- category : crypto
- points : 290
nc ctfchallenges.ritsec.club 8001
Let’s connect to the server:
$ nc ctfchallenges.ritsec.club 8001
The first thing I thought was that the random numbers were related by some
operations modulo 67 because
ord('C') = 67.
After at least 10 minutes of trying different tricks on the modulo operation
I gave up and I started reading about random generator and possible attacks
The most used random generator (not cryptographically secure) is
This is not secure because there are two possible and relatively easy
attack on it:
- If the time is used as the seed of the algorithm, then we can try to
bruteforce the seed. Ex: Try to set as the seed :
time + 1, time + 2,..., time + nuntil the output of the algorithm is
the same as the one in the server.
- We can clone the state of the
PRNGif we have
because the algorithm is linear and can be
I tried both of the attack but they didn’t work. The second was less probable
of working because we didn’t have 624 sequencial output, so I couldn’t clone it.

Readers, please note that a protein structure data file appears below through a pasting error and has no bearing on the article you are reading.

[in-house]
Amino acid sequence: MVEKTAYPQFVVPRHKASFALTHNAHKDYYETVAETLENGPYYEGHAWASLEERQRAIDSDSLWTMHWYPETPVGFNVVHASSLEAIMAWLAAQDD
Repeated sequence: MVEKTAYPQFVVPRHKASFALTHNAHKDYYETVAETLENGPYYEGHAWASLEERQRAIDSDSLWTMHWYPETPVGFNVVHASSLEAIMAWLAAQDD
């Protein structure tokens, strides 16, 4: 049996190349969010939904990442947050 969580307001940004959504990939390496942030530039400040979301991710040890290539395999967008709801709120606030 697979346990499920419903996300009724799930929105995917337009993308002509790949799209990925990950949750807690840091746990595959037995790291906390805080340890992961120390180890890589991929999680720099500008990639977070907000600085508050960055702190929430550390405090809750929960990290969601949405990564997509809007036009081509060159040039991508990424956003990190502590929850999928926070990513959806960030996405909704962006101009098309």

After some time I got the idea to see how the
rand() function is implemented
Are you starting to ‘C’ a pattern?
I found various links on stackoverflow/stackexchange and I have seen
the actual implementation on my machine. It wasn’t in the end very useful,
however I learnt something new.
The only thing we have to do at this point, is to try the attack
So I connected to the server and I save the random numbers in an array (
then I tried to bruteforce the seed starting from
$ gcc finder.c -o finder
Oh yeah we found it. We could do this operation manually and win the challenge,
but manual solutions are bad, so we can script an automatic
solution to the problem.